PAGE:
Despite this calculated and unquestionable representativeness of the selected corpus, on the other hand, it is certain that the annotation of the other 4 surviving comedies would to some extent (both quantitatively and qualitatively) differentiate the conceptual/axial map of the Aristophanic world, with the contributions that would have, for example, the intensely ‘anti-demagogic’ Equites or the focused on the Athenian judicial system Wasps or the focused on the educational system Clouds or the swinging between utopic, atopic and dystopic, human, subhuman and superhuman dimension Birds.
Another key challenge: as in the case of the Tragedy, the identification and corpus-based annotation of words, phrases and/or periods of speech, based on the three categories we had already established: (1. KEY / MAIN CONCEPTS / VALUES / IDEAS, 2. EXPANDED / VARIOUS CONTENT, 3. OPPOSITE CONCEPTS / CONCEPTUAL COUPLES / BIPOLARITIES) were carried out on the basis of the English translation of the corresponding (7) texts, extracted from the Perseus digital library database, i.e.:
The use of English translation was a necessary and indispensable requirement in an international (interdisciplinary and non-philological) research project, where the entries and quantitative data (should) constitute easily accessible and comparatively manageable material for and by all members of the project. Moreover, the lexemes that make up our three main reference categories (1. KEY / MAIN CONCEPTS / VALUES / IDEAS, 2. EXPANDED / VARIOUS CONTENT, 3. OPPOSITE CONCEPTS / CONCEPTUAL COUPLES / BIPOLARITIES) are very clear and do not require any particular stylistic translation nuances. However, it is certain that between the original text and our annotation there was and is the mediating filter of (English) translation. Indeed, a specific (English) translation has its own lexical, stylistic, semantic, rhythmic choices, which certainly influence the recipient-reader’s response, especially with regard to the more extended passages and the broader textual sets (short phrases but also longer sentences, periods of discourse), which were marked in order to identify the connections of concepts/values/ideas and even of conceptual dipoles, in the context of cross-talks (stichomythia), verbal struggles (agon) or in the context of the comic parabasis.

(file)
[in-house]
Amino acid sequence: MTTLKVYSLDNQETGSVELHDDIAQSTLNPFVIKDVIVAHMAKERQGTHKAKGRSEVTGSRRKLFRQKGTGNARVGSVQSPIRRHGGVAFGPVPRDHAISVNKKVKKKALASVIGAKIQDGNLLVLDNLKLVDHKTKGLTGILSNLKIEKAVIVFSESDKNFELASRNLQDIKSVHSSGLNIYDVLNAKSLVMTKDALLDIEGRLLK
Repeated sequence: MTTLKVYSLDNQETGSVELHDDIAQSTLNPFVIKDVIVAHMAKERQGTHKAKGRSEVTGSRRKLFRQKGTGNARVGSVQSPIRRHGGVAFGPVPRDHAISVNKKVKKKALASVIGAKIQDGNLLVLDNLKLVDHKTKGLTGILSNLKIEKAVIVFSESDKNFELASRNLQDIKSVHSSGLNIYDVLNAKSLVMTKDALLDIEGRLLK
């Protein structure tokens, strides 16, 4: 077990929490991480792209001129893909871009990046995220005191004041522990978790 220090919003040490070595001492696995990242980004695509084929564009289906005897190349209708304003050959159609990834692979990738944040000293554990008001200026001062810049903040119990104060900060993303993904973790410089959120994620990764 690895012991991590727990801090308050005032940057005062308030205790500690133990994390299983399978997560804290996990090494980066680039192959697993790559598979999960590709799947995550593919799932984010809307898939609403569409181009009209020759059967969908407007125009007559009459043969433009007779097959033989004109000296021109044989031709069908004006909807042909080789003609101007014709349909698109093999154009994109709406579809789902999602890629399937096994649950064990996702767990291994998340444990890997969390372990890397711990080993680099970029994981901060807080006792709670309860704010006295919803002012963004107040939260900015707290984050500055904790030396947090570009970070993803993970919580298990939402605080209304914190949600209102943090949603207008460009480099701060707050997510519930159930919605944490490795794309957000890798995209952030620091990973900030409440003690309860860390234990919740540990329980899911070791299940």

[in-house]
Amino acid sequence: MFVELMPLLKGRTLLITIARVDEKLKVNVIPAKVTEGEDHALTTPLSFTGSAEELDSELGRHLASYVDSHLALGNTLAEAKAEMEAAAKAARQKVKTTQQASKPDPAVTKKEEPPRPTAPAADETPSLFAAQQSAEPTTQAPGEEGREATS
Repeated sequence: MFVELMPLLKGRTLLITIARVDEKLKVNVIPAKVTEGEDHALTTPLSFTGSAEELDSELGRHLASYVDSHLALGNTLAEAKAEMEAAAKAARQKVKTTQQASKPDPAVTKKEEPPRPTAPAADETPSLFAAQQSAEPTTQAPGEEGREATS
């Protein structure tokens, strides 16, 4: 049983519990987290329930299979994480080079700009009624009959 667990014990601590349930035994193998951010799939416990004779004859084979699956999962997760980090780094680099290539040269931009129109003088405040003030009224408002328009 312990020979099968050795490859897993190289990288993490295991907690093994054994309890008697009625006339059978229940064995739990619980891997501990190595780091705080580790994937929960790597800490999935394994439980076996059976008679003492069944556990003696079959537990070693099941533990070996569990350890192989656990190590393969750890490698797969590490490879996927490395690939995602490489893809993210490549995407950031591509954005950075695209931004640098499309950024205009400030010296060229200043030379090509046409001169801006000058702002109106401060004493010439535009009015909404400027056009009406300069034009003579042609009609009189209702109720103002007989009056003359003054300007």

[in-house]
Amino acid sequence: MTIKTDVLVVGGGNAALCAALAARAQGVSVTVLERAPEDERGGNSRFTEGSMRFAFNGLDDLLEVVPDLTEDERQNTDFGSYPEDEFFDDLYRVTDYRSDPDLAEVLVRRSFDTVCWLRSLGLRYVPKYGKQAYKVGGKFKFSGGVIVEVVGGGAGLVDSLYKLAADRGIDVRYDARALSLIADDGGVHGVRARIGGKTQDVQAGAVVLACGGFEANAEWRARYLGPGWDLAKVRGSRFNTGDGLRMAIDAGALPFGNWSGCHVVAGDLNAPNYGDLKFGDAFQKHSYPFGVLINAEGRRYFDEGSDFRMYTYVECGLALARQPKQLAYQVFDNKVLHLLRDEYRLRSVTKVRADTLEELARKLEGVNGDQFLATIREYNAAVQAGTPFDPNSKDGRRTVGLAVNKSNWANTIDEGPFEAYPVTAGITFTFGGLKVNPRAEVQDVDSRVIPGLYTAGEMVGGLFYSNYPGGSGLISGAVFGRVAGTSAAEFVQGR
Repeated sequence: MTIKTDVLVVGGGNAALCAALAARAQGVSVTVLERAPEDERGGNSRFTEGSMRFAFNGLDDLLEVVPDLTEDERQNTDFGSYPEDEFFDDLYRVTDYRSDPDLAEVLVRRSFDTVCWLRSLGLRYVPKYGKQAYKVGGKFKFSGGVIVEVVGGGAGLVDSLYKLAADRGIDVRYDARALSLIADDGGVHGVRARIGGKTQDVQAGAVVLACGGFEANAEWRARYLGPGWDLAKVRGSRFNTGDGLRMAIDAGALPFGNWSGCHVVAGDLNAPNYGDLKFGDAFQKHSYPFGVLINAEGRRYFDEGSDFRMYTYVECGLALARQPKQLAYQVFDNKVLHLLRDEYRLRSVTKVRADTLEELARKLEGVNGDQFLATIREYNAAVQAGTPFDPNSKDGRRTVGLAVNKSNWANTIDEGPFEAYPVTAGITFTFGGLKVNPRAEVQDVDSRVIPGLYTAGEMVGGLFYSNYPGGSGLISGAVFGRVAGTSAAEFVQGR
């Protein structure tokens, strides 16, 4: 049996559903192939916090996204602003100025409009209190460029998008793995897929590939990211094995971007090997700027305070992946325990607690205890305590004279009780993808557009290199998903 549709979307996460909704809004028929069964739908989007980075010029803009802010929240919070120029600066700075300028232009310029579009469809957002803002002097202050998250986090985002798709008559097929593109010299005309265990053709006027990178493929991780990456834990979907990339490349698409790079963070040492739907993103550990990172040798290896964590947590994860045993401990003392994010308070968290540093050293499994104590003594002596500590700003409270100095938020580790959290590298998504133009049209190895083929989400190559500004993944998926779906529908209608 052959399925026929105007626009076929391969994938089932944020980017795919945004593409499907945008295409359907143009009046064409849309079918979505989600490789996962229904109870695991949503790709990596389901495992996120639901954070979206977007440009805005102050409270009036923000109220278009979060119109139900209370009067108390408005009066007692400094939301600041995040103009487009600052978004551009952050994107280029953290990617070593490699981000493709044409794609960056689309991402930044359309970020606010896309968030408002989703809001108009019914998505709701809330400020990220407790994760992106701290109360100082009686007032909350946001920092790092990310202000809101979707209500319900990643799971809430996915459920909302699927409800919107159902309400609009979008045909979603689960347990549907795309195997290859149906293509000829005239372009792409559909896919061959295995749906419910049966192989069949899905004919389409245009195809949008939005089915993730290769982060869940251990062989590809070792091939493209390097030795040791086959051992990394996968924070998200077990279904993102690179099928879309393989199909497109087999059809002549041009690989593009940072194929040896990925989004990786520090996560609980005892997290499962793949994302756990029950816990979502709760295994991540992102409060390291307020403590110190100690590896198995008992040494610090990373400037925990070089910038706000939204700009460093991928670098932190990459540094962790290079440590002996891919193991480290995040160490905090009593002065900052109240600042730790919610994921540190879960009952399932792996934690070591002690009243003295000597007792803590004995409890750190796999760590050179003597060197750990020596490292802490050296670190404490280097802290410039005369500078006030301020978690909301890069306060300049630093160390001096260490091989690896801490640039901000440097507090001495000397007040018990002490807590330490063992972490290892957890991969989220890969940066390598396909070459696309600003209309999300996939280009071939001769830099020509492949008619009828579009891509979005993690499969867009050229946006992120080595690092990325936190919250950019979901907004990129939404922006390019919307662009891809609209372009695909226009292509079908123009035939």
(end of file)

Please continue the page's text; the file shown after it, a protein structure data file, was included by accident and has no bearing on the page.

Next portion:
Last but not least, both the compilation of the list of the three basic categories of reference and the annotation of dramatic plays on the basis of this list is the work of specific readers-receivers, with specific encyclopaedic and experiential equipment, with specific gender, age and social characteristics, who have identified specific concepts and values in specific spatio-temporal contexts of their lives and work. Differentiating the above variables would certainly vary the final result of the annotation quite a lot in terms of the ideological and value background of the specific reference plays. A cross-check of the results through the tagging of the same texts by third parties – a cross-check that the research team had envisaged from the beginning – has already shown that identical interpretations are not possible even in a very concrete and coherent ‘here and now’. Therefore, it will be very interesting to see the corresponding annotation of exactly the same plays after a period of time or at regular intervals, by many more other individuals of different age, language, nationality, religion, educational and social identity.